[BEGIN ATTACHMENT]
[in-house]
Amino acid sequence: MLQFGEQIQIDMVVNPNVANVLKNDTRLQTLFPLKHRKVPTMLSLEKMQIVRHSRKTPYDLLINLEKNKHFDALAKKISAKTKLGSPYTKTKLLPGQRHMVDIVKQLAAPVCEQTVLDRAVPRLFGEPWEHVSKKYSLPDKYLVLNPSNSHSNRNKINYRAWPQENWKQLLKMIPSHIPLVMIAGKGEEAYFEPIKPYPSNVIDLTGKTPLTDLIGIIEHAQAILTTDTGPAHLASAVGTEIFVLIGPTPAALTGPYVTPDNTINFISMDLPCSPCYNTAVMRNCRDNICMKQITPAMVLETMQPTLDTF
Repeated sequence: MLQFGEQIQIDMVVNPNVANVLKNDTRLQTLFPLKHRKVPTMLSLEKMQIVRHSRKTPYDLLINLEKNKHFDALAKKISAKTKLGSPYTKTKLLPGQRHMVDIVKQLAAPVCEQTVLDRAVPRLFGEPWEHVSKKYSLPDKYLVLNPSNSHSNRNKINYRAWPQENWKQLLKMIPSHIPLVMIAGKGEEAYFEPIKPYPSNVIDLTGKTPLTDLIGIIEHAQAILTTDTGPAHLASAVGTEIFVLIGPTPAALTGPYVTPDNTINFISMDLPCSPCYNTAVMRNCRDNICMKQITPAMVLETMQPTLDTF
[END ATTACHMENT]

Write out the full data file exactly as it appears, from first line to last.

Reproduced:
[in-house]
Amino acid sequence: MLQFGEQIQIDMVVNPNVANVLKNDTRLQTLFPLKHRKVPTMLSLEKMQIVRHSRKTPYDLLINLEKNKHFDALAKKISAKTKLGSPYTKTKLLPGQRHMVDIVKQLAAPVCEQTVLDRAVPRLFGEPWEHVSKKYSLPDKYLVLNPSNSHSNRNKINYRAWPQENWKQLLKMIPSHIPLVMIAGKGEEAYFEPIKPYPSNVIDLTGKTPLTDLIGIIEHAQAILTTDTGPAHLASAVGTEIFVLIGPTPAALTGPYVTPDNTINFISMDLPCSPCYNTAVMRNCRDNICMKQITPAMVLETMQPTLDTF
Repeated sequence: MLQFGEQIQIDMVVNPNVANVLKNDTRLQTLFPLKHRKVPTMLSLEKMQIVRHSRKTPYDLLINLEKNKHFDALAKKISAKTKLGSPYTKTKLLPGQRHMVDIVKQLAAPVCEQTVLDRAVPRLFGEPWEHVSKKYSLPDKYLVLNPSNSHSNRNKINYRAWPQENWKQLLKMIPSHIPLVMIAGKGEEAYFEPIKPYPSNVIDLTGKTPLTDLIGIIEHAQAILTTDTGPAHLASAVGTEIFVLIGPTPAALTGPYVTPDNTINFISMDLPCSPCYNTAVMRNCRDNICMKQITPAMVLETMQPTLDTF